By the 2022 deadline, the EU pig industry must find a solution to replace ZnO. It must develop strategies that make future pig production efficient, even without substances such as antibiotics and zinc oxide. To this end, measures should be taken at different levels, such as farm management and biosecurity (e.g. effective hygiene management). The promotion of intestinal health for high animal performance is most important, however.
Promotion of gut health through stable gut microbiota
The term eubiosis denotes the balance of microorganisms living in a healthy intestine, which must be maintained to prevent diarrhea and ensure performance. However, weaning, food switching, and other external stressors can endanger this balance. As a result, potentially pathogenic germs can “overgrow” the commensal microbiome and develop dysbiosis. Through the use of functional supplements, intestinal health can be improved.
Phytomolecules – potent compounds created by nature
Phytomolecules, or secondary plant compounds, are substances formed by plants with a wide variety of properties. The best-known groups are probably essential oils, but there are also bitter substances, spicy substances, and other groups.
In animal nutrition, phytomolecules such as carvacrol, cinnamon aldehyde, and capsaicin can help improve intestinal health and digestion. They stabilize the intestinal flora by slowing or stopping the growth of pathogens that can cause disease. How? Phytomolecules, for example, make the cell walls of several bacteria permeable so that cell contents can leak. They also partially interfere with the enzymatic metabolism of the cell or intervene with the transport of ions, reducing the proton motive force. These effects depend on the dose: all these actions can destroy bacteria or at least prevent their proliferation.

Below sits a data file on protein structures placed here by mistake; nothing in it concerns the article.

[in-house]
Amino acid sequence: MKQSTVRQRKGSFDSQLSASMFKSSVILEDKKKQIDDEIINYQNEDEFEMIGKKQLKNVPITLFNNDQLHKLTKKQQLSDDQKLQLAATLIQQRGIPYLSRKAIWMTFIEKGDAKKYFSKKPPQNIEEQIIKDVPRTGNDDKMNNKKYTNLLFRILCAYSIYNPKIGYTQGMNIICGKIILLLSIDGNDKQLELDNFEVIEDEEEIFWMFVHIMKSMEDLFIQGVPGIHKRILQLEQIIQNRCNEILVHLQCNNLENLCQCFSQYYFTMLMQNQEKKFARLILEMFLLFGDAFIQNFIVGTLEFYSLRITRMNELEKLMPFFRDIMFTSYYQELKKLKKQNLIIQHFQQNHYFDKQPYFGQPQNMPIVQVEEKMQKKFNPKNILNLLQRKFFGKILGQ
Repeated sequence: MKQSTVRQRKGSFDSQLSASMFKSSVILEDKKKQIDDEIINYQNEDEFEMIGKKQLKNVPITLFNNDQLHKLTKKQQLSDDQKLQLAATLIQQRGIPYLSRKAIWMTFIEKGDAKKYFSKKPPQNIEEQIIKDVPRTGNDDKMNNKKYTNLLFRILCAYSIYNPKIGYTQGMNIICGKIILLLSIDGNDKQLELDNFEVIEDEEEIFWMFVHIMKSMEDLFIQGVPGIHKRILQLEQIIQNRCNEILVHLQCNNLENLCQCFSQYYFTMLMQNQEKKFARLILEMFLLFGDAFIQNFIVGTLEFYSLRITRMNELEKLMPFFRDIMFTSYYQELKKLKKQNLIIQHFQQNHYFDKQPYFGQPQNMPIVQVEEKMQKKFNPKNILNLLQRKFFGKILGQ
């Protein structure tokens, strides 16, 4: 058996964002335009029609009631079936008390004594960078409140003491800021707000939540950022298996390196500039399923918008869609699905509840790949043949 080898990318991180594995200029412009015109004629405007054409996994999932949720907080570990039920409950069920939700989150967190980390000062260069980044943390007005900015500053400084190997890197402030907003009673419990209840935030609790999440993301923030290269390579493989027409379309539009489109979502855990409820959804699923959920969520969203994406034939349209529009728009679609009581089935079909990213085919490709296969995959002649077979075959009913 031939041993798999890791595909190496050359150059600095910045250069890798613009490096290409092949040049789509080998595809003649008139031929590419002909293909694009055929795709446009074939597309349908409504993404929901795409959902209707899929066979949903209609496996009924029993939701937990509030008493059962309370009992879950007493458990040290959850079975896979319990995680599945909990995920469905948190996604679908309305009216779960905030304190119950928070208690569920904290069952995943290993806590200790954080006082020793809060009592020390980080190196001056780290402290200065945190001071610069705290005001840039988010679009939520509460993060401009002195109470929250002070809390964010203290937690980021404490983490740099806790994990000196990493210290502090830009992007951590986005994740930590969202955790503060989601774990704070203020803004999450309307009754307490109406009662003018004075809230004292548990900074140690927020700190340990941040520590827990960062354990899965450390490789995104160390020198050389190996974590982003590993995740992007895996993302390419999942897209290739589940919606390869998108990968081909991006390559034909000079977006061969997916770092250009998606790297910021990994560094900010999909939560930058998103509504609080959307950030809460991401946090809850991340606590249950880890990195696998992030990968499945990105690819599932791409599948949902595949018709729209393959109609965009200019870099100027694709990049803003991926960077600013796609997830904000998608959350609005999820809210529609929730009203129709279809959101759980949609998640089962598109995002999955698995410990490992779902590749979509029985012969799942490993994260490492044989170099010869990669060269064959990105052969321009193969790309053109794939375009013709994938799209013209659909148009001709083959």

Another point of attack for phytomolecules is the communication between microorganisms (quorum sensing). Phytomolecules can prevent microorganisms from releasing substances known as autoinducers, which they need to coordinate joint actions such as the formation of biofilms or the expression of virulence factors.
Medium-chain triglycerides and fatty acids
Medium-chain triglycerides (MCT) and fatty acids (MCFA) are characterised by a length of six to twelve carbon atoms. Thanks to their efficient absorption and metabolism, they can be optimally used as an energy source in piglet feeding. MCTs can be completely absorbed by the epithelial cells of the intestinal mucosa and hydrolysed with microsomal lipases. Hence they serve as an immediately available energy source and can improve the epithelial structure of the intestinal mucosa (Hanczakowska, 2017).